Then, curiosity got the best of me, so I got a Coinbase account and put in a few dollars.
Not much happened.
I forgot about it.
Then, in 2016, I began hearing about a new coin on the block, Ethereum. It was supposed to be the new Bitcoin, and it was going to change everything. It was going to be the cell phone to Bitcoin’s landline. So I looked, found myetherwallet.com, and bought some ETH. Ten ETH, to be exact. It cost me about $100.
If I could get in a time machine, would I go back and put in $1000? $10,000?
I don’t think so, and here’s why.
I put in what I could afford, and that is the right thing to do.
And then I forgot about them.
Fast forward to the Spring of 2017, when I saw that my small $100 investment had made me over $1000. I sat in shock, realizing for the first time in my life that I had made a really good investment. My friends were shocked when I told them about it. Then, that $1000 turned into $2000 and so on and so forth. I realized over the course of time that ETH had real value, and so did Bitcoin, and so did a huge number of other cryptocurrencies which I will address in this book.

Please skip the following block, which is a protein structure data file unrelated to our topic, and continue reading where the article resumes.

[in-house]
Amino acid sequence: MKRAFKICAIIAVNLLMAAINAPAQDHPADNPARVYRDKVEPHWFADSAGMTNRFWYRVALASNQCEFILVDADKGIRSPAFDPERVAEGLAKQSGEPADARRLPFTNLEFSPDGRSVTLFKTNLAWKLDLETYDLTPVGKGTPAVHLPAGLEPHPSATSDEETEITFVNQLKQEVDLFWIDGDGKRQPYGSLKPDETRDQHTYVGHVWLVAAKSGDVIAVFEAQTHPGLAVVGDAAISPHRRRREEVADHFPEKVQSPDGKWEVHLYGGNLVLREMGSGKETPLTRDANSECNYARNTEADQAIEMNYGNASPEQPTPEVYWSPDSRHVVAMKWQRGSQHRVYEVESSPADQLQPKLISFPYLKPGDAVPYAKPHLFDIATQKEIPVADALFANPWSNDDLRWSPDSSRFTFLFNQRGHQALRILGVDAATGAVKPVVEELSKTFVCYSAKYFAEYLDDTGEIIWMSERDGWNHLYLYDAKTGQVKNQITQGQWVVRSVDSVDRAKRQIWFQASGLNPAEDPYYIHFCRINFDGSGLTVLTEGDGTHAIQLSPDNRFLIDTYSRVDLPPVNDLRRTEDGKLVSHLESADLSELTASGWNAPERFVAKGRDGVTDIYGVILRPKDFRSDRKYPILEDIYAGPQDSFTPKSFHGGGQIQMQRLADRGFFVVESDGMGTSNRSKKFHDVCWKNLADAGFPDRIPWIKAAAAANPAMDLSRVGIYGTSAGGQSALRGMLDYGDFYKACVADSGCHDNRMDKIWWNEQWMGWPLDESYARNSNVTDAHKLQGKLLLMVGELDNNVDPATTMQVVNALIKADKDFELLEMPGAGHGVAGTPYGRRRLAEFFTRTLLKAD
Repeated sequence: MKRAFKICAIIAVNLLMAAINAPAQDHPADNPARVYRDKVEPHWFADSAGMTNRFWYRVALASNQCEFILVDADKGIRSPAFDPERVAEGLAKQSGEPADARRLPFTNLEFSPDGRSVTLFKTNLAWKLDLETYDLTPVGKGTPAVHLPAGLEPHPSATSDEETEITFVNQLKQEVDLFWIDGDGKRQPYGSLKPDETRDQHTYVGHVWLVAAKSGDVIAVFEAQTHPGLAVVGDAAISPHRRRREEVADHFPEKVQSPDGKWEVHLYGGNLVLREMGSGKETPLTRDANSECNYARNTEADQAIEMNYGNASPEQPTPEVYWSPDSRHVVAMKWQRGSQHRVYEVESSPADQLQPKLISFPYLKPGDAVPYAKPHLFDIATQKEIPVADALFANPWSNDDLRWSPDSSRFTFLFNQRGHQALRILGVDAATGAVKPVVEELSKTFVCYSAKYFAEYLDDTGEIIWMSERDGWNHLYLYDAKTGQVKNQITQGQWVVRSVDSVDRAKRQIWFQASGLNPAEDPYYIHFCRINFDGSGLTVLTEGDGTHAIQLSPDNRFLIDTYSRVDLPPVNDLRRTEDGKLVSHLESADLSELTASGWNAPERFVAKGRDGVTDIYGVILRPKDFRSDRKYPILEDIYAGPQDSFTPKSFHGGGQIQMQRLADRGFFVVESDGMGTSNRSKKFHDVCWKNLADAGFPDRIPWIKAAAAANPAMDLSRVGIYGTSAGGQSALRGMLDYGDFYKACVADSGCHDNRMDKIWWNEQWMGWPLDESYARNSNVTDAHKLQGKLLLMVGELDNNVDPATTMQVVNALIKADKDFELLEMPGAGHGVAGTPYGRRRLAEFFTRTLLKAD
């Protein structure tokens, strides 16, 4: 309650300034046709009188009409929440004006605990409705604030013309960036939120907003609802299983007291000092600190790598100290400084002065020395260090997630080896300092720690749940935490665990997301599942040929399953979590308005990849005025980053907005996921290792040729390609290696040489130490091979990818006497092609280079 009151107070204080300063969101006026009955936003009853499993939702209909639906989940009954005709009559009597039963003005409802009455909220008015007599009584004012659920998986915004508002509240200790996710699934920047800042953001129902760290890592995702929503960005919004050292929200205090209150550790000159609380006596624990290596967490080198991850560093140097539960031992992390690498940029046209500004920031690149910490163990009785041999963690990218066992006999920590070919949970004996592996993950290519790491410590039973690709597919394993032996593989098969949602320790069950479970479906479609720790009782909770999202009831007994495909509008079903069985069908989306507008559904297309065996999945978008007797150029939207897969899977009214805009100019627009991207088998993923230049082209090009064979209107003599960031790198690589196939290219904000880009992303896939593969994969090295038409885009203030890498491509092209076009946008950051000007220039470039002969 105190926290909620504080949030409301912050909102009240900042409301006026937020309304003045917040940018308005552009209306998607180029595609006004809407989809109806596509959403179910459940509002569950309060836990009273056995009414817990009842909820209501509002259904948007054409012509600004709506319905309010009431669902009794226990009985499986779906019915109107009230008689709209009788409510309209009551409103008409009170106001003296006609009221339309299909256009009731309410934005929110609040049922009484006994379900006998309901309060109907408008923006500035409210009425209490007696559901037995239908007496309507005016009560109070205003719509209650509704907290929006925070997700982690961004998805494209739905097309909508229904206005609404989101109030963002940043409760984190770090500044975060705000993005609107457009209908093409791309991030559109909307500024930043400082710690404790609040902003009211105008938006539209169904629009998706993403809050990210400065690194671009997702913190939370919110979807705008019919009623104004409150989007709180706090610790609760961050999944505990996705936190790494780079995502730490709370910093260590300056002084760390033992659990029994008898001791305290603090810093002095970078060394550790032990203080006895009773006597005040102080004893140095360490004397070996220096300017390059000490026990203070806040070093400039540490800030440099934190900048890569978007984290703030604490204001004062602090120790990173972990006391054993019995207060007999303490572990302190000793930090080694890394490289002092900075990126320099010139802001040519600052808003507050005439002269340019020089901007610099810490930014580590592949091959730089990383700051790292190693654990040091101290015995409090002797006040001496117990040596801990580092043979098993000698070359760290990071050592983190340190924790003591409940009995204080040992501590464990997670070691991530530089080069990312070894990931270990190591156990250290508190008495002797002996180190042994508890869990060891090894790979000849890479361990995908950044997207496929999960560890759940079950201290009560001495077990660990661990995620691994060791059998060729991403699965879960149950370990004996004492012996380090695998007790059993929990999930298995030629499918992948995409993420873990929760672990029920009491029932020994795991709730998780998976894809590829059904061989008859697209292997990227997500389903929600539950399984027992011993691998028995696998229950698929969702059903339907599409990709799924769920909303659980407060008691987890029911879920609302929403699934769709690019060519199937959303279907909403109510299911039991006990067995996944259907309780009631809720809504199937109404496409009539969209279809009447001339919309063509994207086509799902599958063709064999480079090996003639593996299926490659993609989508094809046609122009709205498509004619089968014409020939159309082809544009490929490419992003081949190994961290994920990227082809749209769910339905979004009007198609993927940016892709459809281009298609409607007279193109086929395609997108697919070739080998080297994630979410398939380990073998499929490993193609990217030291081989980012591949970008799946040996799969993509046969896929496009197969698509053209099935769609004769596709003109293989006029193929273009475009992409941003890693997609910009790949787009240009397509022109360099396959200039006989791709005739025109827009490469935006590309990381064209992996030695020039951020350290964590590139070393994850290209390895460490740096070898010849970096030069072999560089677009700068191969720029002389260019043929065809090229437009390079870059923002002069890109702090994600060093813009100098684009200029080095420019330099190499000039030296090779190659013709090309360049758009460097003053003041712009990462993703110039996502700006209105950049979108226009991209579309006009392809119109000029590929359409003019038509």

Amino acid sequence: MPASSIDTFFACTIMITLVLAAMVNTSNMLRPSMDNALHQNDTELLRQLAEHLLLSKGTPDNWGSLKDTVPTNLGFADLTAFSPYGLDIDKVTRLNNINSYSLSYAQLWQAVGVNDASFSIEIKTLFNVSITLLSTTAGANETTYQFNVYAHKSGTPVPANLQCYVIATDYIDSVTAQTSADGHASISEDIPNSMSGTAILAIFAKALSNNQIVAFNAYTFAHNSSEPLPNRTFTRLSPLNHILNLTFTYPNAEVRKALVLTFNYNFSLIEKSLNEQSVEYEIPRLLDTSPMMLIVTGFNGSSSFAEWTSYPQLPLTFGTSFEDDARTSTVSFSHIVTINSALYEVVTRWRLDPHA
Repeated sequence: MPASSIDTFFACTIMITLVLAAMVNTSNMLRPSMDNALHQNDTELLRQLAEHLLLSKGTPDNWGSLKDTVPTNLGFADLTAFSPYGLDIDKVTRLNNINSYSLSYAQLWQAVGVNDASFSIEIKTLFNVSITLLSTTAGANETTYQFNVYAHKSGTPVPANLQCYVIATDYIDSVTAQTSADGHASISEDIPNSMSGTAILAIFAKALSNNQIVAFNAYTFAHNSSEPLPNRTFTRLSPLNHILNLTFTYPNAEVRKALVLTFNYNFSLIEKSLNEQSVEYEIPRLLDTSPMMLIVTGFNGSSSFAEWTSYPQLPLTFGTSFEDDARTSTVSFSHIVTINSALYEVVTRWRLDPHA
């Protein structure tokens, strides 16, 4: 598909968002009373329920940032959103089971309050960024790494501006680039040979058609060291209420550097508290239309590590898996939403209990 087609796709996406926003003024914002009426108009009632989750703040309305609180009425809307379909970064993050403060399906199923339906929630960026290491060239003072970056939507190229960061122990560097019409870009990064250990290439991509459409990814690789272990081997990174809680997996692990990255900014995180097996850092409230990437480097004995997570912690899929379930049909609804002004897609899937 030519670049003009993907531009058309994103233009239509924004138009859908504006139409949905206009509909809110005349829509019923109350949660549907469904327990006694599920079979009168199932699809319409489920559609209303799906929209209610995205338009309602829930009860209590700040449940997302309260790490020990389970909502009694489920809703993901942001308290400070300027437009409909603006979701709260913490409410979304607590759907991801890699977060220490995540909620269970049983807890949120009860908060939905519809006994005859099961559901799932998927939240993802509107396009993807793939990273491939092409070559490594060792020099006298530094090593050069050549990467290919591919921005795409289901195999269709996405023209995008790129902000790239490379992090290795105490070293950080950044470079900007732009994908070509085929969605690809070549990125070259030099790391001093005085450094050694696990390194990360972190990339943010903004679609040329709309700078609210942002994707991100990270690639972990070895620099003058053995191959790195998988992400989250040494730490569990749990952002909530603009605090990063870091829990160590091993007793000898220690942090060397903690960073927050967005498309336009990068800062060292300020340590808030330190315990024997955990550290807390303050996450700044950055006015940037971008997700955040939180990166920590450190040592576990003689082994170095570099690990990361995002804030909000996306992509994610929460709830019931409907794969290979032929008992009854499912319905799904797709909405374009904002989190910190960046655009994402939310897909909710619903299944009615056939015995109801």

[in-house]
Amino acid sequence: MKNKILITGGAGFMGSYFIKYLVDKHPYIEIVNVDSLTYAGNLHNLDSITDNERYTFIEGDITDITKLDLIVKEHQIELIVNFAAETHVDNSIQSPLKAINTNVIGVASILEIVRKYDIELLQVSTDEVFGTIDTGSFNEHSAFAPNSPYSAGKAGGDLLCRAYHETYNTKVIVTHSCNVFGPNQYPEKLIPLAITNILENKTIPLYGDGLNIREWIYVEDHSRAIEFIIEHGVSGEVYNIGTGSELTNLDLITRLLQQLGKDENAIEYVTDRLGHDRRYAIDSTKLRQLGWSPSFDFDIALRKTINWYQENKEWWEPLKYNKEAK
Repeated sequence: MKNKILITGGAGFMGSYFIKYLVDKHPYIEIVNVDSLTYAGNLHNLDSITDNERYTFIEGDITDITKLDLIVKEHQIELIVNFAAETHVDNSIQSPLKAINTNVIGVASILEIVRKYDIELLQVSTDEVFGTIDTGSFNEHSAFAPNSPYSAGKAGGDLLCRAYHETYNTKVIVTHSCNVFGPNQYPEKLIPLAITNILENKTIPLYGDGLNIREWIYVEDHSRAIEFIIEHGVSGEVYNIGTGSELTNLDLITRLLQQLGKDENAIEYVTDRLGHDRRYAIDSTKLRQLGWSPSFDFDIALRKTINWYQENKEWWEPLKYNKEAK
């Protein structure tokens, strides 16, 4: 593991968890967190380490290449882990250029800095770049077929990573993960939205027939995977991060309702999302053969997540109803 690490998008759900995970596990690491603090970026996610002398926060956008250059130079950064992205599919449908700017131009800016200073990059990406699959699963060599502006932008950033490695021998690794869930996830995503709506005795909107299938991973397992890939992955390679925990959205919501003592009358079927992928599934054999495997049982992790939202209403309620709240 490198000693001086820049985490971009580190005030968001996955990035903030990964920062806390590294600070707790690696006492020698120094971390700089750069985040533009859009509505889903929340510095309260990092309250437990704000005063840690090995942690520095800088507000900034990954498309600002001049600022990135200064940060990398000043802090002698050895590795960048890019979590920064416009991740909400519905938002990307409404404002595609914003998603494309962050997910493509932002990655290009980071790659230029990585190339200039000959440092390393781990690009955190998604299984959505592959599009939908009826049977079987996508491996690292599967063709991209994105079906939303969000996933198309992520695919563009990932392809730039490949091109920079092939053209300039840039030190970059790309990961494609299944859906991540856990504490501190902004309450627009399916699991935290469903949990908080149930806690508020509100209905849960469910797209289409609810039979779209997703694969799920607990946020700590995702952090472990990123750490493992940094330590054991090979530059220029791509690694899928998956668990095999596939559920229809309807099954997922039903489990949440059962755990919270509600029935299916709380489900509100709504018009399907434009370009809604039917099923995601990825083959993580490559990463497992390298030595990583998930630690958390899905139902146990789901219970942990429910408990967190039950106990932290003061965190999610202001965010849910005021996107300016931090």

What is a cryptocurrency?

I’m not exactly new to cryptos, but I am a writer, not a coder, so my aim is to create an easily digestible guide to the new realm of crypto. This book will immediately become dated, as new coins are minted every day. As I write this, over 850 are listed on coinmarketcap.com. But, for someone who is new to this realm, this will serve as a handy guide and narrative as I make my journey into this new territory. I hope to give you the most useful information, as well as a laundry list of people that have helped me navigate these waters. What you do with your money is up to you, so take any information presented with a large grain of salt and do your own research. Never spend money you can’t afford to lose.
Follow the current, but don’t get pulled under.